In today’s Roll Call, I interviewed several former Capitol Hill staffers who are running for local office. While these races won’t be decided until 2014, each of the people I spoke with believed their Hill experience was a positive attribute, and they found ways to bring their work ethic, understanding of policy, and love for politics to their own campaigns.
From the article:
Marc Korman has gained a new appreciation for his old bosses.
“Many Hill staffers joke about their bosses’ stock answers to questions or stump speeches, but as a candidate, you start to see that you are meeting with so many different people so often, that you cannot be original every time,” said Korman, who is running for the Maryland House of Delegates in District 16, which includes portions of Friendship Heights, Bethesda, North Bethesda, Rockville and Potomac.
Korman is just one of a long list of former staffers who attempt to make the transition to elected office. According to CQ Roll Call Member Information and Research, 76 of the current House and Senate members previously served as congressional staff, though those numbers do not include state and local offices, such as the one Korman is running for.
June 11, 2013
Every summer without fail, the Capitol Hill tradition of congressional baseball comes back in full force.
Middle-aged men and women put on their baseball pants and local team uniforms. Batting practice commences at sunup, staffers are lured by the promise of beer and hot dogs, and our friends at Nationals Park allow the Democrats and Republicans to take over their field in a spirit of bipartisanship and baseball.
Really, what could go wrong?
The answer: not much. Congressional baseball is a fantastic, unique-to-Congress event. It has the feel of a summer baseball game with the camaraderie of a work happy hour.
But Hill Navigator knows that baseball isn’t fun for everyone (insert collective gasp). And work events can be fraught with complications and interoffice conflicts. So here’s a guide on how to make the staff ballpark night go more smoothly for everyone.
First, take it for what it is. This is not the Washington Nationals, nor is it even the P-Nats. These are men and women fulfilling a lifelong dream to be a sports star with the audience and arena to do so. For all you Baseball Prospectus fans, leave the dither at home and try and enjoy the mediocre ballgame without the major-league comparisons. No one wants to sit next to a whiner.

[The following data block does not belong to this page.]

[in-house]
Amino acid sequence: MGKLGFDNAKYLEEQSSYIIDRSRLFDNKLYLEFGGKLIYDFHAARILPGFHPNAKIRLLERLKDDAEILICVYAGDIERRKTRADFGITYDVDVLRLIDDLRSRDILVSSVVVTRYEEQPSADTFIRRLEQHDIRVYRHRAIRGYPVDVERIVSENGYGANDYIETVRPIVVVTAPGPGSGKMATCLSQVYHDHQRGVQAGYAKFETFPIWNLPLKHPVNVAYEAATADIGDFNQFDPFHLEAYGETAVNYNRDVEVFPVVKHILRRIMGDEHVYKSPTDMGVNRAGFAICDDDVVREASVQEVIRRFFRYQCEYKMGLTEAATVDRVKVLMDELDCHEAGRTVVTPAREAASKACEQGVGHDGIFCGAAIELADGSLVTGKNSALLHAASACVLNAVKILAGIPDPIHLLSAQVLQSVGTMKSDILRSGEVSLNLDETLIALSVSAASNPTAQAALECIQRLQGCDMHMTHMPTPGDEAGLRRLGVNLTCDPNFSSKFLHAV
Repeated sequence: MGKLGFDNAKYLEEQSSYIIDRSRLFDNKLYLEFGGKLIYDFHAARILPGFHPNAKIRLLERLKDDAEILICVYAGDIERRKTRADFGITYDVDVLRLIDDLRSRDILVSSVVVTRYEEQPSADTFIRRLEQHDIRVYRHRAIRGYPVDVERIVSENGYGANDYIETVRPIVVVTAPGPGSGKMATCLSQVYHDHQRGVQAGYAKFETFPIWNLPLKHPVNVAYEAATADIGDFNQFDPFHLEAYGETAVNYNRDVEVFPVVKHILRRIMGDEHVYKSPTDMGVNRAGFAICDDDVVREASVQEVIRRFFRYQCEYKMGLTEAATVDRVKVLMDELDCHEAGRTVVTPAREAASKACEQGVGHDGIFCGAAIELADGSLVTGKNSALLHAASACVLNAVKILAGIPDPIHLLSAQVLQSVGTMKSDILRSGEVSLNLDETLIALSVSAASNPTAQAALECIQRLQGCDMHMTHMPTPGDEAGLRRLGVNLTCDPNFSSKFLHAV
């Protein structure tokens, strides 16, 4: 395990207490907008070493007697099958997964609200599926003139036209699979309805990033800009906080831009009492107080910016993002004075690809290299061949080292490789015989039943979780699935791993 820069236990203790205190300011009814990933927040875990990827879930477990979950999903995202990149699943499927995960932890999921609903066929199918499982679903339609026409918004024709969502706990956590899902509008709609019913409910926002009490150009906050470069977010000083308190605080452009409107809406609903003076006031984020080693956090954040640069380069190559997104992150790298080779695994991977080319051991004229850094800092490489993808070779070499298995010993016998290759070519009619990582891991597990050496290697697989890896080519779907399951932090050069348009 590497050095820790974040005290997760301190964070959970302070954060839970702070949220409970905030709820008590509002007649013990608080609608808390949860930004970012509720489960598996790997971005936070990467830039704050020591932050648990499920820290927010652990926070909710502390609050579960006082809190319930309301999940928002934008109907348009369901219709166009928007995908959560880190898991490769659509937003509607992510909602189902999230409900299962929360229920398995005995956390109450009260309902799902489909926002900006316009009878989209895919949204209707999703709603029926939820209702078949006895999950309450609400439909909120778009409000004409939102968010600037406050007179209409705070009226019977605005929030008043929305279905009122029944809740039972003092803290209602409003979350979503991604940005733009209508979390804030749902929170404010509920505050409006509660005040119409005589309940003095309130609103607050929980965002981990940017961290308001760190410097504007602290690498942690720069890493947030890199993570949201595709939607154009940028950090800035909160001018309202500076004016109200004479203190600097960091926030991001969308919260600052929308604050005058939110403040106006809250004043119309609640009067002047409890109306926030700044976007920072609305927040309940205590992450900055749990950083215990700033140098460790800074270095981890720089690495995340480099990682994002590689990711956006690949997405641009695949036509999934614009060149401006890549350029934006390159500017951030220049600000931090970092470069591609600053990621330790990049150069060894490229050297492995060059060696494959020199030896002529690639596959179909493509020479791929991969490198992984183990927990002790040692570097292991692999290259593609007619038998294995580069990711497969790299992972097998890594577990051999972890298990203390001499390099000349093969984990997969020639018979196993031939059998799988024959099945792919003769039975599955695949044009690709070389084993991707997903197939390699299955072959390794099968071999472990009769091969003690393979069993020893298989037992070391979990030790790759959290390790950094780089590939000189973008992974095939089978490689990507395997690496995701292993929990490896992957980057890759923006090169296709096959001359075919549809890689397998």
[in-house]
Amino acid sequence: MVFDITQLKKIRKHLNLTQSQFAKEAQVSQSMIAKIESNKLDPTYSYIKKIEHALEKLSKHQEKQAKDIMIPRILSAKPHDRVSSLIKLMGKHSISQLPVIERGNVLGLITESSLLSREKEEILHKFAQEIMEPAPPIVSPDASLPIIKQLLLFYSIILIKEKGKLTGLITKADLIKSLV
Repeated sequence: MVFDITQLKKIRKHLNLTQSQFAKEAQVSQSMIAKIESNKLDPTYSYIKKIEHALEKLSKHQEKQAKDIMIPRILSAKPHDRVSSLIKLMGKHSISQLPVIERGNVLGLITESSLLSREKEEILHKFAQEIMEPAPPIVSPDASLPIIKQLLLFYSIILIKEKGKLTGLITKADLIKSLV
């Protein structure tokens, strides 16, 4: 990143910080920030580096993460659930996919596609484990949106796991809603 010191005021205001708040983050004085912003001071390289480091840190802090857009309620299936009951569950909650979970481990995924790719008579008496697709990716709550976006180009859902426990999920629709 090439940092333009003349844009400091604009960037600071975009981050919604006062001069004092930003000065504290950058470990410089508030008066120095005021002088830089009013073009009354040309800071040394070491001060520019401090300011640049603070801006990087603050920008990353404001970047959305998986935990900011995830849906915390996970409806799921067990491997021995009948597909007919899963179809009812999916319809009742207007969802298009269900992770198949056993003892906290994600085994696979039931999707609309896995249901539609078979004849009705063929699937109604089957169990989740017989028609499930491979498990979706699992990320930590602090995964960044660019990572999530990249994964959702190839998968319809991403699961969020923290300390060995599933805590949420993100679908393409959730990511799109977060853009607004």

Second, root for the home team. Bring on the partisanship and get into the spirit of your side. It’s one of the best days of the year to root for your party without any of the rancor or campaign ramifications. Bonus points for legislatively themed signage or creative partisan chants.
Third, mingle. I don’t mean with just your office — get up and walk around the park. This can be especially useful if the idea of three hours with your fellow legislative assistants seems daunting. Take advantage of the above-average ballpark food (see recommendation below) and great setting. If the weather cooperates, it could be a beautiful (albeit humid) night, and you can be part of your office outing without being confined to a single space.
Fourth, watch the drinking. Seems obvious, but know your limits and remember it’s a work event and not a trash-talking Yankees game.
Fifth, spin this to your local paper. If your boss is in the game, make sure you snap a pic and let your hometown papers know about it. You won’t be missing votes, and you’re likely to generate a story that even the most politically apathetic could still find interesting.
And several practical tips:
- Ditch the suit and ID badge. Change into casual clothes and don’t walk around with that badge hanging out. You’re not an intern, and if you are, you don’t need to look like it.
- Read the CQ Roll Call Congressional Baseball Game Program. It tells you who’s who and has some fun facts about the players (see the GOP team spotlight on Jeff Flake and the Democratic team spotlight on Adam Smith). Information is power in Washington, even the trivial hometown details come in handy. And as a bonus recommendation, check out this story on the Washington Literacy Center, who will greatly benefit from the funds generated by the game.
- Get the National Pastime Concrete at the Shake Shack. From what my sources tell me, the vanilla custard and chocolate toffee concoction is one of the best offerings at the ballpark.